4 Common Stressors for Teens You Might Not Think Of

There are the usual stress-causing suspects in a teen’s life: school, sports and a desire to fit in. But there are other parts of your teens life that are stressing them out that you probably haven’t considered. Here are some common stressors for teens that you might not have thought of, but can now look out for.


Most teens, regardless of their popularity, have a few close friends that they spend most of their time with. If may seem like they have a great relationship since they spend so much time together, but it’s possible that their friendship—or at least aspects of it—are putting pressure on your teen. Watch their behavior the next time their friends are around, but keep in mind that you can’t see everything—especially whatever goes on outside your yard.


Everyone has different skills, but in high school there isn’t always a chance for this to be acknowledged. Especially if your child is an out-of-the-box thinker, they may have skills that are different from what kids “need” to have in order to be successful and get good grades. If you notice this, reassure him or her that there’s nothing wrong with them and work together to improve their other skills that are needed to get through these high school years.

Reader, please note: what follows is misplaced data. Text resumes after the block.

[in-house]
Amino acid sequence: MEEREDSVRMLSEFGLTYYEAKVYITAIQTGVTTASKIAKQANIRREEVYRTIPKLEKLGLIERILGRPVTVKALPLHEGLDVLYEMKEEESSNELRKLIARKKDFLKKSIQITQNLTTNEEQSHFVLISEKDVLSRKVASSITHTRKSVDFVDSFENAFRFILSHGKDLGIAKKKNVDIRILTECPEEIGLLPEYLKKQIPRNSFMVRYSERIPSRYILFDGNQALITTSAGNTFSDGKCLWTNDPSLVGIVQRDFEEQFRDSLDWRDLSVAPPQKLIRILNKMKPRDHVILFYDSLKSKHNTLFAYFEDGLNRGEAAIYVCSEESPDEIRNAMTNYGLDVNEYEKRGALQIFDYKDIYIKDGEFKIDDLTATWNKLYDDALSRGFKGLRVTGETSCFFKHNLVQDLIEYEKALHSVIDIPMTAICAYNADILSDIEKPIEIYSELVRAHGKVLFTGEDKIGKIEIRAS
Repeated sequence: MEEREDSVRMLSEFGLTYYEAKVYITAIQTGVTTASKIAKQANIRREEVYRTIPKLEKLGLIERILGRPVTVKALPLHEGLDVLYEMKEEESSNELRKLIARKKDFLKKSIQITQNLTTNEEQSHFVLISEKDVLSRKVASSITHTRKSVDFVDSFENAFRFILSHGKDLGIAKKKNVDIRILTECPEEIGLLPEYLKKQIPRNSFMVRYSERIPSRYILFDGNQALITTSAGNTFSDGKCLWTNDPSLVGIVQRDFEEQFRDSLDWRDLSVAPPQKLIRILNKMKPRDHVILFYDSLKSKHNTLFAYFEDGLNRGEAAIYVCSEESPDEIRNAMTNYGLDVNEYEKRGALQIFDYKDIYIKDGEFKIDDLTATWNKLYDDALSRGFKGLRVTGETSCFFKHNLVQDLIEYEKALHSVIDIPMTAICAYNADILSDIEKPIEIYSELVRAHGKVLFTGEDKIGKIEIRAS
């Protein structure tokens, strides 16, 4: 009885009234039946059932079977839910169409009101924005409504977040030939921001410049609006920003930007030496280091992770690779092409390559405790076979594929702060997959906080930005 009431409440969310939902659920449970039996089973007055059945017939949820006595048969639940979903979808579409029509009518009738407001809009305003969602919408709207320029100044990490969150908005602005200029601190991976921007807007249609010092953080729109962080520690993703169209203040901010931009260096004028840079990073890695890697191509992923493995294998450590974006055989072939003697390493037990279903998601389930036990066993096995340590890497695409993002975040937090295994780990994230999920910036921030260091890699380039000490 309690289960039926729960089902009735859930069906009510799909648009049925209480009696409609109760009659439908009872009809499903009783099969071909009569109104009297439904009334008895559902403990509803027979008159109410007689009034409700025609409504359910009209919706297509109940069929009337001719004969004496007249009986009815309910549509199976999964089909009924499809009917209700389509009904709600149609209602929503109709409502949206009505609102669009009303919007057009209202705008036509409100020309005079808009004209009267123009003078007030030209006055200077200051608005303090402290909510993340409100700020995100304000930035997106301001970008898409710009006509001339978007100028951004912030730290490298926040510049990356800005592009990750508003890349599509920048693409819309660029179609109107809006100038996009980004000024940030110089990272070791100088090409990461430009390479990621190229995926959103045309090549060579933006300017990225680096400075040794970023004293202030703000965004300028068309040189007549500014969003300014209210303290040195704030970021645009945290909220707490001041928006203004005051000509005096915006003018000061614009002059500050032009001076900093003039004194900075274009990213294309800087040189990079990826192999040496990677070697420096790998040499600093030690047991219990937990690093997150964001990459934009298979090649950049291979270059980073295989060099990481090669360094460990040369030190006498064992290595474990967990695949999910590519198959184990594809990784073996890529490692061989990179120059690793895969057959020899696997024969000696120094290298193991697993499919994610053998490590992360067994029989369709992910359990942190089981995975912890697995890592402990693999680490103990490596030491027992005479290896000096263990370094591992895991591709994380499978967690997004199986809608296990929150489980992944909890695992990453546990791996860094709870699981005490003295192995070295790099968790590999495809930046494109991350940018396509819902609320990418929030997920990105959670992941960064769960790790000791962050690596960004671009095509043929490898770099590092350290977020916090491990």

girl teen black and whiteImage: Amanda Tipton


This includes you—family stress is big one for teens, and it might be harder for you to recognize since you’re an active participant. Teens aren’t always going to talk about their problems at home, especially to their parents since they are directly involved. Be aware of your actions and consider how they may be affecting your child.

Finding their Sense of Self

As teens grow up they are constantly going through change and trying to figure out who they are and the type of person they want to be. They will be tested regularly: by kids at school, their will power, choices and ethics. This can be stressful even if they don’t realize it. Talk to your kid about individuality and know that some kids have a harder time accepting who they are because they just want to be “cool” and fit in.

Look for signs of stress in your teen, including lack of motivation, change in eating and sleeping patterns, isolation and even crying and moodiness. Suggest exercise, journaling or other stress-reducing activities that will help them express their stress and manage it in the future.

Feature Image: Amanda